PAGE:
Alan Kurdi was one of a million. In the summer of 2015, the three-year-old Syrian boy of Kurdish origins and his family fled the war engulfing their country, hoping to join relatives in the safety of Canada. They were part of a historic flow of refugees from the Middle East to Europe this year, and they followed the dangerous route taken by so many others.
In the early hours of Sept. 2, the family crowded onto a small inflatable boat on the beach of Bodrum, Turkey. A few minutes into the journey to Greece, the dinghy capsized. Alan, his older brother Ghalib and his mother Rihanna all drowned, joining the more than 3,600 other refugees who died in the eastern Mediterranean this year.
And that is where Alan’s story would have ended, were it not for the work of a photographer.
When Nilüfer Demir came upon the beach, the Turkish photographer for the Dogan New Agency said in a recent interview it was like a “children’s graveyard.” She took photos of Alan’s lifeless body. Alan’s body had washed up along the shore, half in the sand and half in the water. His sneakers were still on his feet.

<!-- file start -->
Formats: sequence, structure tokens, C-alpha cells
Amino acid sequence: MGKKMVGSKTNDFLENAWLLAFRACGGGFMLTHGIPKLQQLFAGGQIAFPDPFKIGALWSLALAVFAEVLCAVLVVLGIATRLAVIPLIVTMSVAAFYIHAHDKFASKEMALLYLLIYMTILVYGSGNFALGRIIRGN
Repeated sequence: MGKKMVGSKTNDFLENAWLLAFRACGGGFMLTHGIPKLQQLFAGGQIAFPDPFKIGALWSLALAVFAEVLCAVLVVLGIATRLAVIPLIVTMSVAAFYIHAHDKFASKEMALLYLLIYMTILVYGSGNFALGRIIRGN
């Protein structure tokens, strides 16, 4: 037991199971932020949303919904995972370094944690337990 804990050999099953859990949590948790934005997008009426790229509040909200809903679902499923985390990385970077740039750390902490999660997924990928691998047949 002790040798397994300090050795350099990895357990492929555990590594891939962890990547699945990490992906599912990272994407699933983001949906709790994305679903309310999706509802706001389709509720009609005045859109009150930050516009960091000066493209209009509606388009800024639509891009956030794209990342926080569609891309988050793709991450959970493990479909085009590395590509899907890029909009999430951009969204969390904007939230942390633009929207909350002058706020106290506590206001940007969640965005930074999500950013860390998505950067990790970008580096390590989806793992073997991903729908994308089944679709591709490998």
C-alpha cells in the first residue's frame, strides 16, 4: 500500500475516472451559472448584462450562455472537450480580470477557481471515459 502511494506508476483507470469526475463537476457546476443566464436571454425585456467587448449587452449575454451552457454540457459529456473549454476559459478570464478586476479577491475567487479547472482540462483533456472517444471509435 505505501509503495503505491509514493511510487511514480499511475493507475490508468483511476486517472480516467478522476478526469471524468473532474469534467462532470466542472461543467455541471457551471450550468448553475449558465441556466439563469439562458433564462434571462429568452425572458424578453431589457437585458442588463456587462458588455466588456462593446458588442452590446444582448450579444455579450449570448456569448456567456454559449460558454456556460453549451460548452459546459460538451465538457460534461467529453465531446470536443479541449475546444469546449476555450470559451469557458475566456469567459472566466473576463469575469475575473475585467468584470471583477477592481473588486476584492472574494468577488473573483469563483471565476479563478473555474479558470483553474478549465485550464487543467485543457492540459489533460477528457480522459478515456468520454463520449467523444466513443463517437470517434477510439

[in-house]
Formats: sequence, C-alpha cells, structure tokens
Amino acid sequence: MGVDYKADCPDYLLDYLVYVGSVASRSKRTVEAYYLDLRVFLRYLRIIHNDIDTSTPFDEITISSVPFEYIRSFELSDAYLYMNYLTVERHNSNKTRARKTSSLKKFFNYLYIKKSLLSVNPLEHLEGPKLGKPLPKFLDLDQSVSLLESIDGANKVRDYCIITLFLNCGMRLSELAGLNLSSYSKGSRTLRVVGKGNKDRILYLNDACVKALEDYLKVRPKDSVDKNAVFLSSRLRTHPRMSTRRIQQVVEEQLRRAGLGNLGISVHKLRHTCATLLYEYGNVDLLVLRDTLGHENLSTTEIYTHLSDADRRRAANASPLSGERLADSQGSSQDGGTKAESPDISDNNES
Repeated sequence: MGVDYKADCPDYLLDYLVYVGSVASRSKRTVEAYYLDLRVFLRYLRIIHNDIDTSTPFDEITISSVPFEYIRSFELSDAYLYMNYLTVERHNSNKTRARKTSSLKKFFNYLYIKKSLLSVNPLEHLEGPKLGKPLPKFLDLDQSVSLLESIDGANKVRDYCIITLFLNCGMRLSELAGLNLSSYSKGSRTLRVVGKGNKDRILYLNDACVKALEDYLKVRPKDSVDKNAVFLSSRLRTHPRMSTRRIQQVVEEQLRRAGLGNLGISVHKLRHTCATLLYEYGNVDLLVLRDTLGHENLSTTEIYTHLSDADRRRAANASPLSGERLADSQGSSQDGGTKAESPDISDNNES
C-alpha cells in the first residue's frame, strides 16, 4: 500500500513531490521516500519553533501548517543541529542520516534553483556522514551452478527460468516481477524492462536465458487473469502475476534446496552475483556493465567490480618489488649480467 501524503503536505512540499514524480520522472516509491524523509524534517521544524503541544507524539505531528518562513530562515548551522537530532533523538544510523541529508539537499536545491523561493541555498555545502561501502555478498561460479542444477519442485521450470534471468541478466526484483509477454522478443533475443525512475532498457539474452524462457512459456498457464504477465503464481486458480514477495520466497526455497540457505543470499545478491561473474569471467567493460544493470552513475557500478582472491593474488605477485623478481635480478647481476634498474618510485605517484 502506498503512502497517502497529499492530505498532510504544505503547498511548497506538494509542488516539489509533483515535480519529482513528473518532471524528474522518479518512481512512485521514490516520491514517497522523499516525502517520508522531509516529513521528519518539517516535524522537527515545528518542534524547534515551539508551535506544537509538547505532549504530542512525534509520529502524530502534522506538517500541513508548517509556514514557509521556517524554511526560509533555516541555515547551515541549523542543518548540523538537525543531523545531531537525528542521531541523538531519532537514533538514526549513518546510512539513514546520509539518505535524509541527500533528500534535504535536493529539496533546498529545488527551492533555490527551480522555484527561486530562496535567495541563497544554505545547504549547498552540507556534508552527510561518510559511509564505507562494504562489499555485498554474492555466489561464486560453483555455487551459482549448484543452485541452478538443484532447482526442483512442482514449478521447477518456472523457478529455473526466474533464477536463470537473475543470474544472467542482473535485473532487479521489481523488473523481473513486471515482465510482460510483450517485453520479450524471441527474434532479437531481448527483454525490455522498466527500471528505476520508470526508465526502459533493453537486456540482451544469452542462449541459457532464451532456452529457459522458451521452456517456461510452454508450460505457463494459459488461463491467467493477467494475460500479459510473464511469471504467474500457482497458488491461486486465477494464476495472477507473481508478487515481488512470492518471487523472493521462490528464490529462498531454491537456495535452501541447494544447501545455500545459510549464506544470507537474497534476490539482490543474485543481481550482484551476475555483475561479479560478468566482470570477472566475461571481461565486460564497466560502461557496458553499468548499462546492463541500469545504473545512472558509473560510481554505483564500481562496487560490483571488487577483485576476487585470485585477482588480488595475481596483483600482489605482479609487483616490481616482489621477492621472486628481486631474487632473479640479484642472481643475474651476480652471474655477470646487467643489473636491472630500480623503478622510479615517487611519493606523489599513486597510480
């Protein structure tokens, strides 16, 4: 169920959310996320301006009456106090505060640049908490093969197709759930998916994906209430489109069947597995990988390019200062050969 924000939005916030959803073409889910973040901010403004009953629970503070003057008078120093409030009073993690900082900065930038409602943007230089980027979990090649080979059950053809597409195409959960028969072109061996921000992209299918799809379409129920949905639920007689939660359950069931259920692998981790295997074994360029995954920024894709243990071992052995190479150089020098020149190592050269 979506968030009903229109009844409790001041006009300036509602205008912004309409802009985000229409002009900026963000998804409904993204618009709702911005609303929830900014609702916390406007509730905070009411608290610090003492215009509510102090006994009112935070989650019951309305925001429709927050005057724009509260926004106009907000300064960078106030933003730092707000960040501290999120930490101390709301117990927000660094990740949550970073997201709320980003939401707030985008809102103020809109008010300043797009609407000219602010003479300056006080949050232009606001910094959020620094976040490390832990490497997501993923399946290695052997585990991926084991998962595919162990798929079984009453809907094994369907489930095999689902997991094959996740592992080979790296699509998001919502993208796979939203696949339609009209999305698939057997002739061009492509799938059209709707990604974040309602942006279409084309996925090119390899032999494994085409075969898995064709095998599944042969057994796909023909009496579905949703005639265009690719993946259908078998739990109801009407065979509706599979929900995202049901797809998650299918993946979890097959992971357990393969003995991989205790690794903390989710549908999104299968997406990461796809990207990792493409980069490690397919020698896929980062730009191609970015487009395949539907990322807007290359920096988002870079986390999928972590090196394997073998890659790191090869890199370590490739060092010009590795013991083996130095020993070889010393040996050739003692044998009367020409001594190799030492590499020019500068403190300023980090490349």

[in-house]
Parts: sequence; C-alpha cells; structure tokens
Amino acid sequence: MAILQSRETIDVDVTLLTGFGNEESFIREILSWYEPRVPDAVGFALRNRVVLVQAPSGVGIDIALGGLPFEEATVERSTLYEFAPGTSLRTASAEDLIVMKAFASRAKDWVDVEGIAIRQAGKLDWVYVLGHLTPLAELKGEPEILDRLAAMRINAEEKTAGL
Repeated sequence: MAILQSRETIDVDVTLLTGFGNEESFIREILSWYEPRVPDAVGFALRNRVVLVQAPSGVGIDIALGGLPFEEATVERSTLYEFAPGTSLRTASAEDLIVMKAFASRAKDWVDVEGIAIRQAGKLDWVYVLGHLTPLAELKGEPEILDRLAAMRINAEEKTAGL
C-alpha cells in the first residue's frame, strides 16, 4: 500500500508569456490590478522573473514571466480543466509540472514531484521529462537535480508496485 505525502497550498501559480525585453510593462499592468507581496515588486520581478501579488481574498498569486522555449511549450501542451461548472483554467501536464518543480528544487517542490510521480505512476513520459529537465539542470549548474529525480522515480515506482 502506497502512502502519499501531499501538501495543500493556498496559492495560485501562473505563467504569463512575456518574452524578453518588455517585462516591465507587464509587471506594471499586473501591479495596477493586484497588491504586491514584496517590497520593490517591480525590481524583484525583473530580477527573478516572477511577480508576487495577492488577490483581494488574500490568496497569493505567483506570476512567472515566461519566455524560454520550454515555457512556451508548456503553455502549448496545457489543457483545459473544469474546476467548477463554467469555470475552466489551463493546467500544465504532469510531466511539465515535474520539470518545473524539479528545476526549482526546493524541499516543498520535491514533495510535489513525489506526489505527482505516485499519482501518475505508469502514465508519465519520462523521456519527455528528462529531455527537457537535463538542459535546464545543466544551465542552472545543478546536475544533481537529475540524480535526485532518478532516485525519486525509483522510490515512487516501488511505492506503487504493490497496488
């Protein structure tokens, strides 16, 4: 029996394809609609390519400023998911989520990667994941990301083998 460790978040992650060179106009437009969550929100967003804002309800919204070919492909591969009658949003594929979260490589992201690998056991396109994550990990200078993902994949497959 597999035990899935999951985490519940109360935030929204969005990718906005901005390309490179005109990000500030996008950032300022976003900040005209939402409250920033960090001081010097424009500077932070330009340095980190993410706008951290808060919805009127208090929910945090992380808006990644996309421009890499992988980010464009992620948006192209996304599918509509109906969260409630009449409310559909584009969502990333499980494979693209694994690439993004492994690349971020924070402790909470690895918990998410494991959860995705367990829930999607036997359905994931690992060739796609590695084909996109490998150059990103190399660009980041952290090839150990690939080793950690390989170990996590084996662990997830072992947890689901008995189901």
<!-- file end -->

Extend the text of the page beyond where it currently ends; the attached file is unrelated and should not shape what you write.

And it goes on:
Demer’s photographs, shared by Peter Bouckaert of Human Rights Watch on social media, went viral almost instantly. In death, Alan became a symbol of all the children who lost their lives trying to reach safety in Europe and the West, the face of the biggest story of 2015.
Bryan Walsh is the editor of TIME International and you can follow him @bryanwalsh
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